Chincoteague Recognizes First Responders; Resident Requests Demolition and Burn Regulation

Chincoteague EMS personnel at the Chincoteague Town Council meeting Tuesday, July 5, pose with citations given for their lifesaving efforts in two incidents. From left, Thomas Copenhaver, Patricia Drewer, patient Don Lukens, James Wheatley, and Madison Savage. Absent but also receiving a citation was Seth Jonczak. Photo courtesy of Denise Bowden.

By Carol Vaughn — Five Chincoteague first responders were recognized at the Tuesday, July 5, Chincoteague Town Council meeting for their lifesaving actions during two incidents.

Bryan Rush, Chincoteague director of emergency services, presented citations to Jamie Wheatley, Madison Savage, Seth Jonczak, Patricia Drewer, and Thomas Copenhaver.
Rush said first responders rarely get recognized for their work.

One of the patients, Don Lukens, who suffered a heart attack in May while camping at Jellystone Campground, recovered and attended the council meeting Monday along with family members.

Wheatley, Savage and Jonczak provided advanced life support care to Lukens, who was transported to TidalHealth in Salisbury for additional treatment.

In a second incident, on June 19, 2021, Drewer and Copenhaver responded at 4:20 a.m. to a childbirth in Atlantic. When they arrived at the scene, the Chincoteague responders met with an Accomack County Department of Public Safety paramedic, who advised the baby had been delivered and was in cardiac arrest.

The crew began lifesaving efforts and transported the baby, who was delivered prematurely at around six months and weighed around 2 pounds, to TidalHealth. The baby during transport began to breath on her own and to have a heartbeat. She is now “living a healthy life at home with her family,” according to the citation.

Rush noted police and other first responders also deserve recognition, saying, “There are a lot of things that go on behind the scenes.”

“Thank you for all you do,” Mayor J. Arthur Leonard said to first responders in attendance.

Resident Asks Council to Regulate Demolition in Residential Neighborhoods
Chincoteague resident Patricia Farley during the public comment period spoke about issues with demolition and burning in residential neighborhoods, asking the council to consider new ordinances to better regulate those activities.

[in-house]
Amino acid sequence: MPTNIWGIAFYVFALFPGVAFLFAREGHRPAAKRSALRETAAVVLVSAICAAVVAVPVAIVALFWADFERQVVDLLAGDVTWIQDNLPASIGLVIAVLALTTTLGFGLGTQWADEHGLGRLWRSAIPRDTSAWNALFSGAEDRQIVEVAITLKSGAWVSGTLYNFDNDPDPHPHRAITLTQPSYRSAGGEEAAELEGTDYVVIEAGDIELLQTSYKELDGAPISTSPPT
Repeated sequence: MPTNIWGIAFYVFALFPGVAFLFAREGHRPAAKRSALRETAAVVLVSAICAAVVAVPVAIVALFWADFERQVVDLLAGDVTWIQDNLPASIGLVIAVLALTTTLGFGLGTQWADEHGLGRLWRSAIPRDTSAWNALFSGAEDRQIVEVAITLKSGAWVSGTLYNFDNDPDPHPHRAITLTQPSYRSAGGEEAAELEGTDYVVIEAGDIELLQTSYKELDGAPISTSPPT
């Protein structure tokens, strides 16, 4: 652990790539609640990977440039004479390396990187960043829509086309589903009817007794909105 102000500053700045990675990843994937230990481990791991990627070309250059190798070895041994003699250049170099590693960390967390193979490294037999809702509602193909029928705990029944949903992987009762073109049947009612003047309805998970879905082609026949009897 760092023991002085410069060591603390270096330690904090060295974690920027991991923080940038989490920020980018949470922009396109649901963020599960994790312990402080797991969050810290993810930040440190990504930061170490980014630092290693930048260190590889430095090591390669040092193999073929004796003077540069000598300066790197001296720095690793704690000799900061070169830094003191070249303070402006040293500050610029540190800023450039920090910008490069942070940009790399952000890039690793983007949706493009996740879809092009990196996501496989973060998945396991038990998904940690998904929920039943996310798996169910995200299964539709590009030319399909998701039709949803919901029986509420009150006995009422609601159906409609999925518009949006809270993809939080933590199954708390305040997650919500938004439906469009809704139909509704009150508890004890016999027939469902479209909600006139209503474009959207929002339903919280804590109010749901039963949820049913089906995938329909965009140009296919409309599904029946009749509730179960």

“We are not in the middle of a field in Accomack County,” she said.

Farley said the owner of property next door to her home has been doing demolition work, including burning building materials, for several months.

“He refuses to use a Dumpster and instead now has large piles of debris around the property,” she said, calling it “not only an eyesore but a real hazard.”

Farley said another neighbor had to refund a rental fee to would-be renters because of the conditions.

Town Manager’s Report
The town took delivery of anew floating dock for Curtis Merritt Harbor, which will be installed this fall, according to Town Manager Mike Tolbert.

Additionally, a new floating kayak launching platform and gangway was delivered to replace the ramp destroyed last year at Memorial Park. The launching facility was installed and work on the gangway will be going on next week.

Tolbert on June 29 spoke with Wallops Flight Facility’s Jeremy Eggers and with Phillina Tookes, government and community relations manager from the Office of Legislative and Intergovernmental Affairs at NASA Goddard Space Flight Center. The topic was changes to proposed legislation that would provide up to $14 million to Chincoteague to relocate the town’s wells from Wallops Flight Facility property.

Tolbert asked NASA to change the period for using the funds from five to ten years and to change the language to allow for the possibility of using desalinization as well as ground water for new drinking water sources. Tookes is requesting those changes on the town’s behalf, Tolbert said.

Resurfacing of tennis courts and a basketball court was completed and a new four-court pickleball court also was completed, Tolbert said.

The Building and Zoning Department in June issued 44 building permits, with a total construction value of $370,806.

Police Chief R.K. Fisher reported the police department was awarded a grant for the second year of a school resource officer at the high school, with no local match required. The department is applying for a grant for an officer at the elementary school.

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